More nun suicides follow China’s destruction at famed Buddhist academy

August 31, 2016 3:42 pm0 commentsViews: 140
Larung Gar Buddhist Academy in Serta. (Photo courtesy: chinadiscovery.com)

Larung Gar Buddhist Academy in Serta. (Photo courtesy: chinadiscovery.com)

(TibetanReview.net, Aug31, 2016) – Two more Tibetan Buddhist nuns have been learnt to have ended their own lives, unable to bear the pain of seeing their study centre and residence, the famed Larung Gar Buddhist Academy in Serta (Chinese: Seda) County of Sichuan Province, being subjected to demolition by the government of China, reported the Tibetan Service of Radio Free Asia (Washington) Aug 29, citing local sources. Besides, an attempt by a third nun to follow suit was blocked at the last minute by friends, the report added.

The reported cited a local Tibetan source as saying a 20-year-old nun named Tsering Dolma hanged herself on Aug 17, leaving behind a note expressing distress at the demolition and complaining that the Chinese will not let the Tibetans live in peace.

The native of Mewa Township in Marthang (Hongyuan) County of Sichuan’s Ngaba (Aba) Prefecture was seen to be “depressed and worried” over Chinese authorities’ destruction of thousands of dwellings at the academy before she took her own life.

The report also said a nun named Semga, a native of Ngaba’s Dzamthang (Rangtang) County, was also believed to have taken her own life recently, although details on how and when she took that step were not available immediately.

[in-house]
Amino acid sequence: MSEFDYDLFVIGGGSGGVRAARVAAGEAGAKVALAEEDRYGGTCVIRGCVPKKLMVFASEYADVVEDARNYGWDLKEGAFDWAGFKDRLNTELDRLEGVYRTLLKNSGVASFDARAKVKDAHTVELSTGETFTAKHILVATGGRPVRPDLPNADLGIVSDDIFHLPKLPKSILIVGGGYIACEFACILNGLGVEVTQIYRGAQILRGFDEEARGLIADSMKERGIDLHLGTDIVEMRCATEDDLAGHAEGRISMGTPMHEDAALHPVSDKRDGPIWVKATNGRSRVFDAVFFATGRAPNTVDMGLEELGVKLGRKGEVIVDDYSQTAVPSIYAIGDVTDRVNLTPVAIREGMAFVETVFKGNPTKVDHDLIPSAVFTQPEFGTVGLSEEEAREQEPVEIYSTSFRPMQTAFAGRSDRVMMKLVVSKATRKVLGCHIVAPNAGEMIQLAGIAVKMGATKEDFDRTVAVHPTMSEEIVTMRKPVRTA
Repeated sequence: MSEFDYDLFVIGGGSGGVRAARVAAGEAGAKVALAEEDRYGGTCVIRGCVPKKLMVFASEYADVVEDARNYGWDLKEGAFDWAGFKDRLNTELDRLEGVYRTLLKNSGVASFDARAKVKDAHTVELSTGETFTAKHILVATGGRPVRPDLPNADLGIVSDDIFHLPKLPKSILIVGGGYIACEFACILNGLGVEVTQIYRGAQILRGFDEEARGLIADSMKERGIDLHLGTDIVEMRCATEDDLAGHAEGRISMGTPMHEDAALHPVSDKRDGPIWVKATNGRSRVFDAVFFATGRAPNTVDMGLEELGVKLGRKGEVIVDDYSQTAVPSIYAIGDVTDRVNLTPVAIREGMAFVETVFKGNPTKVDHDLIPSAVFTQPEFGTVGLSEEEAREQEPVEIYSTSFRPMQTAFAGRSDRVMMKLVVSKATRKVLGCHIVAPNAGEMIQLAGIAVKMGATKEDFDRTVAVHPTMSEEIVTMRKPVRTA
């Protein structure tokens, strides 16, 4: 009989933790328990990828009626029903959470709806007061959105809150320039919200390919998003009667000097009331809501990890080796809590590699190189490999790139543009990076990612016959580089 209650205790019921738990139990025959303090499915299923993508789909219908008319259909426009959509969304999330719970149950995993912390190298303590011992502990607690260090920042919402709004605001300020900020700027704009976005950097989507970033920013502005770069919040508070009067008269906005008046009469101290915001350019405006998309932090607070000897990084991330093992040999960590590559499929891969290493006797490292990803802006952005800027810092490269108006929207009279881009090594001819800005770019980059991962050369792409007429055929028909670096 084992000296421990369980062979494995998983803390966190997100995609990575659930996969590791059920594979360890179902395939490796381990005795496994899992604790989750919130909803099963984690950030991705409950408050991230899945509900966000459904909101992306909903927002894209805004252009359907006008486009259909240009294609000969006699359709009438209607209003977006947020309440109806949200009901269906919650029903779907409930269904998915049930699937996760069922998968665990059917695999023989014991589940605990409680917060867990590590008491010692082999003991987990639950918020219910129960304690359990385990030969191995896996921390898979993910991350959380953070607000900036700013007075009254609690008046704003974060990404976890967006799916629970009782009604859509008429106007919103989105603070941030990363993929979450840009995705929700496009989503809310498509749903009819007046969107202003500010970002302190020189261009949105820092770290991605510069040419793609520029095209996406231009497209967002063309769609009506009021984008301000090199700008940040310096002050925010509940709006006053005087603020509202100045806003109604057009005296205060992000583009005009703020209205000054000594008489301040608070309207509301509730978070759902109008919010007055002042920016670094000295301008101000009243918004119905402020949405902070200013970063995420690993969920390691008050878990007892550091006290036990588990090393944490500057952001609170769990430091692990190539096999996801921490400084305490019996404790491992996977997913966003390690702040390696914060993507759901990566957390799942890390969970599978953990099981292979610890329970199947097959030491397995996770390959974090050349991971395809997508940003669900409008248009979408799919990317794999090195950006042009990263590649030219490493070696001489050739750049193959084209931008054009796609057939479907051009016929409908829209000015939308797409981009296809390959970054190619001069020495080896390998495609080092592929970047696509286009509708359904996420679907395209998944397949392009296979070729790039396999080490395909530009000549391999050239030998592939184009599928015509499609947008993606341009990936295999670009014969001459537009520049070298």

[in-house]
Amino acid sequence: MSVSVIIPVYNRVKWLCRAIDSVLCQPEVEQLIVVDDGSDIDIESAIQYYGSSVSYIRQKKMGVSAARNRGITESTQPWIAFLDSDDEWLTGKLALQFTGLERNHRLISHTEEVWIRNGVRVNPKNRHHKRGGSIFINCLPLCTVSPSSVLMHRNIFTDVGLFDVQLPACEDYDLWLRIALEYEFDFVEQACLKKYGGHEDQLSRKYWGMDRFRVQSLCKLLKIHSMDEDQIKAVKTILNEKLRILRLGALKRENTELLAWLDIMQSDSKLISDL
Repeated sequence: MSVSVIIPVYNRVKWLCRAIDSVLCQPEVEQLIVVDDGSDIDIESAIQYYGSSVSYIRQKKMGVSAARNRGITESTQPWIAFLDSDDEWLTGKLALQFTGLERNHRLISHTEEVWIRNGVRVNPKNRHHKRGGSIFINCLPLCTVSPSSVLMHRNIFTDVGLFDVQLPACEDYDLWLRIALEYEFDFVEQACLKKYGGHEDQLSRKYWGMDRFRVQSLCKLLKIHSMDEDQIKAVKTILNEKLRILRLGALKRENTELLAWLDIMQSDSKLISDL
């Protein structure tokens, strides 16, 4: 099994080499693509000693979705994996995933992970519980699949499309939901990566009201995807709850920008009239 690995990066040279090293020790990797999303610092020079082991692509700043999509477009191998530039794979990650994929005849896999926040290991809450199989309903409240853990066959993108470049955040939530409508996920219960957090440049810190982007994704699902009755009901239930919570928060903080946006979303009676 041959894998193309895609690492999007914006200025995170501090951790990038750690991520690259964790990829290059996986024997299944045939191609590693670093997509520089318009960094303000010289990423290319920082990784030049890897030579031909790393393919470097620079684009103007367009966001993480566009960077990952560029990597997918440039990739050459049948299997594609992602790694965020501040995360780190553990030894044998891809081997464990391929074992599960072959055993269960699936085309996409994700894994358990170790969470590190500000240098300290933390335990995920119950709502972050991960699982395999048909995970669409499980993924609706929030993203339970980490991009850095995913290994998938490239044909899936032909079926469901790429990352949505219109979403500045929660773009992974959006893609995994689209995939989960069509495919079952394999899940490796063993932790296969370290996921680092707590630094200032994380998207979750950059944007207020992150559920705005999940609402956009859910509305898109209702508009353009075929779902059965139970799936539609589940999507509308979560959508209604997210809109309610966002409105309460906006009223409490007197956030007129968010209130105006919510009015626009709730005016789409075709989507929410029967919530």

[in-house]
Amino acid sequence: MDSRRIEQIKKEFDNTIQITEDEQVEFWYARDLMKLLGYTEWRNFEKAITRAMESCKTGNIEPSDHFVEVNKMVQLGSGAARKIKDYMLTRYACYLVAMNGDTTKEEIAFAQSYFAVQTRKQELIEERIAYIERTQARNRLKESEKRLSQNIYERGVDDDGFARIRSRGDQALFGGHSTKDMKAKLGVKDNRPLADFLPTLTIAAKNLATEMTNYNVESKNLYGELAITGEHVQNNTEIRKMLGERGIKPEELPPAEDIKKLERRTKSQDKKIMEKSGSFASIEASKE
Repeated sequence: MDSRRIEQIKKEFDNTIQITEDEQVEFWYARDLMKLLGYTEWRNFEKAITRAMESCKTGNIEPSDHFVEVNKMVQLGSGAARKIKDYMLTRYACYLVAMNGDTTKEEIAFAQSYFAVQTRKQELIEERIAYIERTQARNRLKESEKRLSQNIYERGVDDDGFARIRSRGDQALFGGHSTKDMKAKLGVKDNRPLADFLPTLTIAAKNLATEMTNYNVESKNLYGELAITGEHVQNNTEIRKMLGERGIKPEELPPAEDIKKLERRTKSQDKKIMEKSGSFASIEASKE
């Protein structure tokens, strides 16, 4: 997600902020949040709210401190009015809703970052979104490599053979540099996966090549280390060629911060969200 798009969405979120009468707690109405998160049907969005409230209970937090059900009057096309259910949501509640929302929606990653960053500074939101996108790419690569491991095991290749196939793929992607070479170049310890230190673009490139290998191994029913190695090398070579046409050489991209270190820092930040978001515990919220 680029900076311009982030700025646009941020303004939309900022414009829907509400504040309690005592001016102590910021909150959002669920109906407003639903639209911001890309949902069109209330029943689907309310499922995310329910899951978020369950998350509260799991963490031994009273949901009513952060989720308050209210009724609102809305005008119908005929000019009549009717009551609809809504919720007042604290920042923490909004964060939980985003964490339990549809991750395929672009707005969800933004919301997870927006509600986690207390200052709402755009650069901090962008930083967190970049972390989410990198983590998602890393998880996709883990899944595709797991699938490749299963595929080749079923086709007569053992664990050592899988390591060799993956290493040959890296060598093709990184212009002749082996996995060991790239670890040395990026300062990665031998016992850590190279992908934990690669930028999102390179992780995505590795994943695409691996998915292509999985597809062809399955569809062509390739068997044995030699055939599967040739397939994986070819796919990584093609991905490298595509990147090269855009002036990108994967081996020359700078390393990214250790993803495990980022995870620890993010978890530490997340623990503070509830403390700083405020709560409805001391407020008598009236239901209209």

The report also cited the source as saying a third nun had attempted suicide but was stopped by others just in time. The report did not give any further details about this case.

Earlier, when China began carrying out the demolition on Jul 20, a 20-year-old nun named Rinzin Dolma hanged herself.

China was reported to be razing 100 to 250 structures a day, with the aim to halve the sprawling complex and reduce its student population of monks and nuns to a maximum of 5,000. These students included people from mainland China and other countries as well. Around 2,000 dwellings of monks and nuns are to be pulled down this year, with more to follow next year. The demolition is said to have been ordered from Beijing with President Xi Jinping reportedly taking personal interest in it.

The ecumenical institute for the study of Tibetan Buddhism was founded in 1980 by the late religious teacher Khenpo Jigme Phuntsok with support from the previous Panchen Lama.

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